Must see attractions in Amazon Basin

  • Sights in Parque Nacional Manu

    Parque Nacional Manu

    This vast national park in the Amazon Basin covers almost 20,000 sq km and is one of the best places in South America to see a stunning variety of tropical wildlife. Progressive in its emphasis on preservation, Unesco declared Manu a Biosphere Reserve in 1977 and a World Natural Heritage Site in 1987. Entry is only with guide and permit.

  • Top ChoiceSights in Iquitos

    Belén Mercado

    At the southeast end of town is the floating shantytown of Belén, consisting of scores of huts, built on rafts, which rise and fall with the river. During the low-water months, these rafts sit on the river mud, but for most of the year they float on the river − a colorful and chaotic sight. Seven thousand people live here, and canoes float from hut to hut selling and trading jungle produce.

  • Sights in Paucartambo

    Tres Cruces

    About two hours beyond Paucartambo is the extraordinary jungle view at Tres Cruces, a lookout off the Paucartambo–Shintuya road. The sight of the mountains dropping away into the Amazon Basin is gorgeous in itself, but is made more magical by the sunrise phenomenon that occurs from May to July (other months are cloudy), especially around the winter solstice on June 21. The sunrise here gets optically distorted, causing double images, halos and an incredible multicolored light show.

  • Sights in Parque Nacional Manu

    Cocha Salvador

    Probably Parque Nacional Manu's loveliest lake, at least amongst the part of the park visited by tourists, with camping and hiking possibilities.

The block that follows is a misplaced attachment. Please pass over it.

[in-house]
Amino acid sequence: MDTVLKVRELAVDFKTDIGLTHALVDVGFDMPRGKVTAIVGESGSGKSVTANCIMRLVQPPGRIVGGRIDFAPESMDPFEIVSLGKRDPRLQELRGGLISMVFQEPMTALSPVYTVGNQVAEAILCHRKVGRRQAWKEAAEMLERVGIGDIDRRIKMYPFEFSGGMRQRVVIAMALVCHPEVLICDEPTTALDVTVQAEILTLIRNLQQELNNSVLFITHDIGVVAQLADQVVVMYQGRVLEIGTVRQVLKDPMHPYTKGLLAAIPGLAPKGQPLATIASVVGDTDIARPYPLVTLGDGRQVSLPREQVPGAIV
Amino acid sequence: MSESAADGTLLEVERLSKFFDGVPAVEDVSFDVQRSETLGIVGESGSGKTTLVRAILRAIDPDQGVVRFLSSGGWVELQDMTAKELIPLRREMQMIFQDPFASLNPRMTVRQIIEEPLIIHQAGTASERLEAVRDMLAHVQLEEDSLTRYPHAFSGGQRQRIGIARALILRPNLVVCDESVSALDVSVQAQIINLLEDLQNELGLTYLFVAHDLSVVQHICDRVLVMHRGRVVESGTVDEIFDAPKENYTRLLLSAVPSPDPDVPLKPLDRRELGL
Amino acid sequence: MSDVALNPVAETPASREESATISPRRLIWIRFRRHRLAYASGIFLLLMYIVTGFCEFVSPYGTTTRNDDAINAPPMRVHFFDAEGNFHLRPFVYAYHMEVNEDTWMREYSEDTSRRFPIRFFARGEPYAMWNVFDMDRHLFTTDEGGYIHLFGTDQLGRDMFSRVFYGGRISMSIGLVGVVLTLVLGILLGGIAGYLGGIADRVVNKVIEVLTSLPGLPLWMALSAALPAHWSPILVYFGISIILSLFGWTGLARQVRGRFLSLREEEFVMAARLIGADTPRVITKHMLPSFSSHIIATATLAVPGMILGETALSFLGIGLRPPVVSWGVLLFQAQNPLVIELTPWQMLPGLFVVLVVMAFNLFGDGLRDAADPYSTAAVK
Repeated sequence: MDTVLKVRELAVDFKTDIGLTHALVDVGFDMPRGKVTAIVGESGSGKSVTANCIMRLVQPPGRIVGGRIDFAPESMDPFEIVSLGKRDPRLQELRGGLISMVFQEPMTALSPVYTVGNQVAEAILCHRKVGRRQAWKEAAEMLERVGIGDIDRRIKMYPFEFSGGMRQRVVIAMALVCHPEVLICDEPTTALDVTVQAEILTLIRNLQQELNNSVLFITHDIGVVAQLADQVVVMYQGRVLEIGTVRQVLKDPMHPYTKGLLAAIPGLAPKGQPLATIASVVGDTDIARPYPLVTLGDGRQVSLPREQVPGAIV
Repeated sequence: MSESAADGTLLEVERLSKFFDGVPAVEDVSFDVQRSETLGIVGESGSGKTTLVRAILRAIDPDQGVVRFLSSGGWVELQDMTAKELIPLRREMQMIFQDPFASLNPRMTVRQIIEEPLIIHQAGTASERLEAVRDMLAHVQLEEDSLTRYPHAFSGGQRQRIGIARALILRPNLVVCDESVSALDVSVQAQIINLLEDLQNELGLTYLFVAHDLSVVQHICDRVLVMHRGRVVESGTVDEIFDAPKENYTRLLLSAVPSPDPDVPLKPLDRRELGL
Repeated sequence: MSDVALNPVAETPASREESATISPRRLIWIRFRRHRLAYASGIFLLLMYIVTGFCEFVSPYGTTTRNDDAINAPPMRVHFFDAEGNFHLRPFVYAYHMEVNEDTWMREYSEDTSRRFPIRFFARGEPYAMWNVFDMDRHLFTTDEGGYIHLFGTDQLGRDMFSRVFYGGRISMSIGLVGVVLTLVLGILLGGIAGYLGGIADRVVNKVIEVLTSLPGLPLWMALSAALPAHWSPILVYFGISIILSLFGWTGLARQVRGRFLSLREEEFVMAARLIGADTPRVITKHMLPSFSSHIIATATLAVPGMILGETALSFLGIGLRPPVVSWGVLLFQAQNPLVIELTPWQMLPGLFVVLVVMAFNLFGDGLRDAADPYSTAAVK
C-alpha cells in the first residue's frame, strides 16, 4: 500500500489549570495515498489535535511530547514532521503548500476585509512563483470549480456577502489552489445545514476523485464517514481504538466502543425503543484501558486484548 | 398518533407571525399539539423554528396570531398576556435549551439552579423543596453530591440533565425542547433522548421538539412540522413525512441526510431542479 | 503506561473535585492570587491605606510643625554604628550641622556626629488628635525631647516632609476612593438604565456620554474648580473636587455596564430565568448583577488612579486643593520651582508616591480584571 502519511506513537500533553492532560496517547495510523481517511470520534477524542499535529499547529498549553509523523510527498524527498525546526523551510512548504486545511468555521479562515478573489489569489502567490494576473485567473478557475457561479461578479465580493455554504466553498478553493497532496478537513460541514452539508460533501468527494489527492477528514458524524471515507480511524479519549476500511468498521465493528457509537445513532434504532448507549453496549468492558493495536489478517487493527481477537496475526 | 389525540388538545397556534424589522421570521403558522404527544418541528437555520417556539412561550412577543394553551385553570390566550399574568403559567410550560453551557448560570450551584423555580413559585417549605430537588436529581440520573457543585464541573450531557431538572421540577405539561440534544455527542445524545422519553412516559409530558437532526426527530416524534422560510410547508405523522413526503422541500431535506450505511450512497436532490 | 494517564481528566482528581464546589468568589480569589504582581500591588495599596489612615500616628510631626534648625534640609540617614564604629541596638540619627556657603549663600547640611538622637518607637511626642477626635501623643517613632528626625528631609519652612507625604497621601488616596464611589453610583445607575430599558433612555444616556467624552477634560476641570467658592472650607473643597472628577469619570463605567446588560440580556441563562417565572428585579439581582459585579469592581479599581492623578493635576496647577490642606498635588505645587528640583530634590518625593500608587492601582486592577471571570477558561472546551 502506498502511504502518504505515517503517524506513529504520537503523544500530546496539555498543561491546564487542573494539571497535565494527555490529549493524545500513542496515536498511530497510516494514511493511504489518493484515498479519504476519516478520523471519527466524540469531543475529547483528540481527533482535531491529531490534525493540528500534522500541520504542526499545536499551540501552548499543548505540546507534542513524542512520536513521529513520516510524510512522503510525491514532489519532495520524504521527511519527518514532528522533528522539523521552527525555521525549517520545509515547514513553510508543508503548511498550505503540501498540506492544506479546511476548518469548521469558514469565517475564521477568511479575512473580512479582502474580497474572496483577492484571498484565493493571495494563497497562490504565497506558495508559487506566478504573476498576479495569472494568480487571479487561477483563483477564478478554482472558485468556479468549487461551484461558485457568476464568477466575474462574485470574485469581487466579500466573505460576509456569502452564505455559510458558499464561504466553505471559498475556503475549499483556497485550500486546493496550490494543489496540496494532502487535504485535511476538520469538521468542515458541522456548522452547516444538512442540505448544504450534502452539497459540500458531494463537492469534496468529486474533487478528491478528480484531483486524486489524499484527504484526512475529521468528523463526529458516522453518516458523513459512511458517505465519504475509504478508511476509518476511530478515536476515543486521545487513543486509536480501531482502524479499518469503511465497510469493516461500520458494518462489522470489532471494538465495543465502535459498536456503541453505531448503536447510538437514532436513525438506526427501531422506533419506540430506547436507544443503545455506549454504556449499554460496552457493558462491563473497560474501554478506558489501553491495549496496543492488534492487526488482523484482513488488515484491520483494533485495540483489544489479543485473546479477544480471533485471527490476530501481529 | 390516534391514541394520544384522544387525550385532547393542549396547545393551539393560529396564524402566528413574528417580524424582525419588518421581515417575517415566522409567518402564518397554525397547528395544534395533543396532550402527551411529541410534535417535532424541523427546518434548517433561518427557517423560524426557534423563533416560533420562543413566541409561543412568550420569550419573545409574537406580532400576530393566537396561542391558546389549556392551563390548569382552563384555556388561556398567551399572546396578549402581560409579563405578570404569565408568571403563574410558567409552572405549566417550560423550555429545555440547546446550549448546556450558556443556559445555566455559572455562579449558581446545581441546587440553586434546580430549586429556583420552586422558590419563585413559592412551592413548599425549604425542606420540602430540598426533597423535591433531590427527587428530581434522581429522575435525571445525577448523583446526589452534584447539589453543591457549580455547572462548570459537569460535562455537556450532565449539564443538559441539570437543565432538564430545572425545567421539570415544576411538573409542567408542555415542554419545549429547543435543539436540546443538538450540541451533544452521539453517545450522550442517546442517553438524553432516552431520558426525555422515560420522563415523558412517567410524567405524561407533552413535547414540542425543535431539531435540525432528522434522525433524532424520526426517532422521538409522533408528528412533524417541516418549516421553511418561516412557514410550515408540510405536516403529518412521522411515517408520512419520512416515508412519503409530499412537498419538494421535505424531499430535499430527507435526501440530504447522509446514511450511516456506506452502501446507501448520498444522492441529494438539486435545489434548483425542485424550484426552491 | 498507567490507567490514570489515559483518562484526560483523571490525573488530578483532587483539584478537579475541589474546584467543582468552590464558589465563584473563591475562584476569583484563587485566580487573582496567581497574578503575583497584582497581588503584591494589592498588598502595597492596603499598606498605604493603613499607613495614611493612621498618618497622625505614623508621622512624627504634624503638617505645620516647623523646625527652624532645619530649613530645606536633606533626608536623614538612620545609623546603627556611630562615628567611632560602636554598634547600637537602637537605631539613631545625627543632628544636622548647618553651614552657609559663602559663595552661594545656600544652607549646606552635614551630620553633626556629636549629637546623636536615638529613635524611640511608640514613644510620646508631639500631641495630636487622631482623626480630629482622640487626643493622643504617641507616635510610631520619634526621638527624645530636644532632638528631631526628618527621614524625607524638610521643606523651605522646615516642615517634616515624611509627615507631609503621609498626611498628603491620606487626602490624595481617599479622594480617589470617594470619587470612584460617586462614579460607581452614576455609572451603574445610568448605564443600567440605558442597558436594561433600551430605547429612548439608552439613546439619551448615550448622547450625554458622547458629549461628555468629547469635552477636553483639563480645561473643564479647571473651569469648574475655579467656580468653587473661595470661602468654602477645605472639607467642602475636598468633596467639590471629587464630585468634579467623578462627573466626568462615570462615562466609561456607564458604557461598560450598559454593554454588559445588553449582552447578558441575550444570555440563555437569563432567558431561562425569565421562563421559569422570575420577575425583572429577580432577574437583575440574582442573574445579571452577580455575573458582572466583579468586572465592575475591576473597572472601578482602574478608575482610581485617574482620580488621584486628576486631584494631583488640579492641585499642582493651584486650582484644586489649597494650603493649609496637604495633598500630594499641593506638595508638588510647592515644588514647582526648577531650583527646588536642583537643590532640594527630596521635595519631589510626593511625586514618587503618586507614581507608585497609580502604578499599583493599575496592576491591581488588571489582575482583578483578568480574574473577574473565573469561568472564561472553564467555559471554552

• Sights in Amazon Basin

    Reserva Nacional Pacaya-Samiria

    At 20,800 sq km, this is the most immense of Peru’s parks and reserves. Pacaya-Samiria provides local people with food and a home, and protects ecologically important habitats. An estimated 42,000 people live on and around the reserve; juggling the needs of human inhabitants while protecting wildlife is the responsibility of some 30 rangers. Staff also teach inhabitants how to best harvest the natural renewable resources to benefit the local people and to maintain thriving populations of plants and animals.

  • Sights in Río Tambopata

    Reserva Nacional Tambopata

    The wildlife-rich Río Tambopata is a major tributary of the Río Madre de Dios, joining it at Puerto Maldonado. Boats go up the river, past several good lodges, and into Reserva Nacional Tambopata, an important protected area divided into the reserve itself and the zona de amortiguamiento (buffer zone). The big draw is the birdlife: chattering groups of macaws and parrots gather to feed at clay licks here. Sightings of jaguars on the riverbanks are not unusual, either.

  • Sights in Around Iquitos

    Yanamono Rum Distillery